Mainline’s problems may not have only been due to low sales. Mainline, MikeRoss and EC shared one thing, they all were using the same distrubuter, Leader News. Now Mainline and MikeRoss were probably a very small part of Leader’s distribution, but EC was not. EC sales problems affected Leader News, and it is likely that Leader’s difficulties got passed on to Mainline and MikeRoss in late payments. Leader News would become bankrupt in July 1956. It is just possible that had Joe and Jack used a different distributor Mainline may have lasted longer. But it was a difficult time for comic books, so who can say?
Frankly this has been a lengthy post without any images. So this seems a good place to examine Prize romances during the period from April 1954 and September 1955. During this interval the Prize romance comics had no Kirby art. April was the same month that the Fighting American started. Also, probably without Prize knowing about it, Simon and Kirby started preparing for the launch of Mainline. It seems typical for Jack to do most of his penciling for new titles. Jack continued to pencil some work for Black Magic but that title would be canceled after issue #33 (November 1955). But it would appear that S&K continued to produce the romance comics. They were listed as editors in the postal declaration in April issues for 1954 and 1955 of Young Love and Young Romance and the May issue of Young Brides. Another indication that S&K were still producing the romances is that Joe Simon still has in his collection proofs for some of the covers during this period.
A couple of other changes occurred to the Prize romance comics in about this period. One was that photo covers were discontinued. Most of the romance comics used a photographic cover starting in 1949. There was one exception, for the period from August 1950 to June 1951 all the Young Love and four of the Young Romance had art covers. But the last photographic cover would be used in March 1954 and this time they would not return. Recently I asked Joe Simon about the printing the photo covers and he said that they cost a little more then art covers but with the large print sizes of the comics it was not much of a differance.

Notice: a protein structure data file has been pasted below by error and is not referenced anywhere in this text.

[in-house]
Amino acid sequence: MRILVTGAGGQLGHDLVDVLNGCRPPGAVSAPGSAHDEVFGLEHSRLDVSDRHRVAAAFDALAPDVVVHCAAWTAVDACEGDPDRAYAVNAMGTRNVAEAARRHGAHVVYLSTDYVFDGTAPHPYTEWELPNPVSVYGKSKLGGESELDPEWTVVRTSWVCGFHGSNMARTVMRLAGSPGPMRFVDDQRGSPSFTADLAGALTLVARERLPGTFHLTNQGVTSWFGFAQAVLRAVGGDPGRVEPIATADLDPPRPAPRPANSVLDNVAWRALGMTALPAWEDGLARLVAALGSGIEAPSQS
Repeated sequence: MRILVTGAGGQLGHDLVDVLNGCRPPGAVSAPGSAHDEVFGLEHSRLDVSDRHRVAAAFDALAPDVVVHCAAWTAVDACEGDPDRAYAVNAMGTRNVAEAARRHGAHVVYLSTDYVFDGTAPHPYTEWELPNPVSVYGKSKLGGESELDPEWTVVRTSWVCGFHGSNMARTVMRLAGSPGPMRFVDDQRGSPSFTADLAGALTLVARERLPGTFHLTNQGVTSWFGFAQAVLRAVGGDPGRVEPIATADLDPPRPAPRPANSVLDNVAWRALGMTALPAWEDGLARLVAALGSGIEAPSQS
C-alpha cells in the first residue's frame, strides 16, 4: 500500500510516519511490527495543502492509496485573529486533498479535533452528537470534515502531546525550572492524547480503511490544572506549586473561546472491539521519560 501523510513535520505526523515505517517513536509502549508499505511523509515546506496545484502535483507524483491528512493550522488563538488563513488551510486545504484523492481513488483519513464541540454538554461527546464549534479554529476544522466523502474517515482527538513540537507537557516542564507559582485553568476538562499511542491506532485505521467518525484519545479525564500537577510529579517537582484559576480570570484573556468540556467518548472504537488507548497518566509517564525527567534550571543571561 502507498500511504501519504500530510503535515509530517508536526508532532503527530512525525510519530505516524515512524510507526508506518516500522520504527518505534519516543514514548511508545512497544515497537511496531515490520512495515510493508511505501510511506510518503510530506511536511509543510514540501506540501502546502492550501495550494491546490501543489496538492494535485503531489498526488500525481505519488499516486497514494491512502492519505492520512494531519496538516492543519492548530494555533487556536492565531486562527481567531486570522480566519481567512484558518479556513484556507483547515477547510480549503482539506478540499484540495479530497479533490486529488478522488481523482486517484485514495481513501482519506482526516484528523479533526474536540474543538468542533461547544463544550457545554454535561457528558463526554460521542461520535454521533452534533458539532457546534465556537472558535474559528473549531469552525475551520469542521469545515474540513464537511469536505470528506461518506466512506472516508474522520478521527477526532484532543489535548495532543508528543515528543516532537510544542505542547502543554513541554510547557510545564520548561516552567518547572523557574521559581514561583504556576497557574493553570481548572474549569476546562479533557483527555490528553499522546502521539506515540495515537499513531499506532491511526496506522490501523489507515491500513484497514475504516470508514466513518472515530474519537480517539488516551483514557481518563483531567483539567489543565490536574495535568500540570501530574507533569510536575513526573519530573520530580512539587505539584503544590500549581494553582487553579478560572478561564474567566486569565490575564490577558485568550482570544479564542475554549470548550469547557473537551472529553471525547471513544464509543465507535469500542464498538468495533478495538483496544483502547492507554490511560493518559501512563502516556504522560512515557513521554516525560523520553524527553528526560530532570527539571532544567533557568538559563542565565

Also starting in 1949 was the use of a label a “Simon and Kirby production” on the first page of the lead story. Once started this label would appear in all S&K productions except for three issues. That is until after September 1954, when the the label disappears on all comics. They would remain off until returning in Young Love #64 in April 1955. But they would not always appear and in December 1955 the the last S&K production label would be used in Young Romance #80. The absence of the label does not necessarily mean that S&K did not produce those comics. The label was also missing from Black Magic #33 but that issue includes art by Jack Kirby and was almost certainly produced by S&K.
Up to this point Kirby was the primary penciler for all the covers for S&K comics that did not use a photograph. So who did the these covers while Kirby was busy elsewhere? Well if you have been reading my posts it may not come to a surprise that most of these covers were done by the usual suspects Bill Draut, Mort Meskin and John Prentice. In fact for me their continued presence is the most convincing evidence that Simon and Kirby were still producing these romance comics.
I have already included Young Brides #21 (March 1955) in a post I did on Bill Draut. Bill did 13 of the 39 covers in question. Below is another Draut cover.
Young Romance #70 (June 1954) by Bill Draut
My discussion on Mort Meskin included his cover to Young Love #66 (August 1955). Mort provided 8 of the 39 non-Kirby covers. Let me provide another example.
Young Brides #16 (June 1954) by Mort Meskin
John Prentice, the last of the usual suspects, did 15 of the romance covers. In my post on John I have already provided an image of the cover he did for Young Love #58 (June 1954). So here is another example of his fine work.
Young Love #55 (March 1954) by John Prentice
Did anyone add up the numbers? If you did you would have noticed that the usual suspects did 36 of the 39 covers that Kirby did not do. I admit I am not sure who did one of these covers, but the other two covers were done by Ann Brewster. I have not classified Ann as one of the usual suspects because she only did work for S&K for two limited periods. But she was a fine talent at least for romance, which is the only work I have seen of hers. But there is something quite unique about the two covers the Brewster did. Both covers were made from enlarged and flipped stats made from the splash page of Ann’s stories. I know that the covers were made from the splash and not the other way around because Joe Simon still has the “original art” for the cover to Young Romance #79 (Octover 1955). Except for some very minor touch ups, the cover is entirely stats. This is the first time that S&K have done this sort of thing, but Joe Simon would use a similar technique in the future for Adventures of the Fly #1 and Blast-Off #1.
Young Romance #79 (October 1955) by Ann Brewster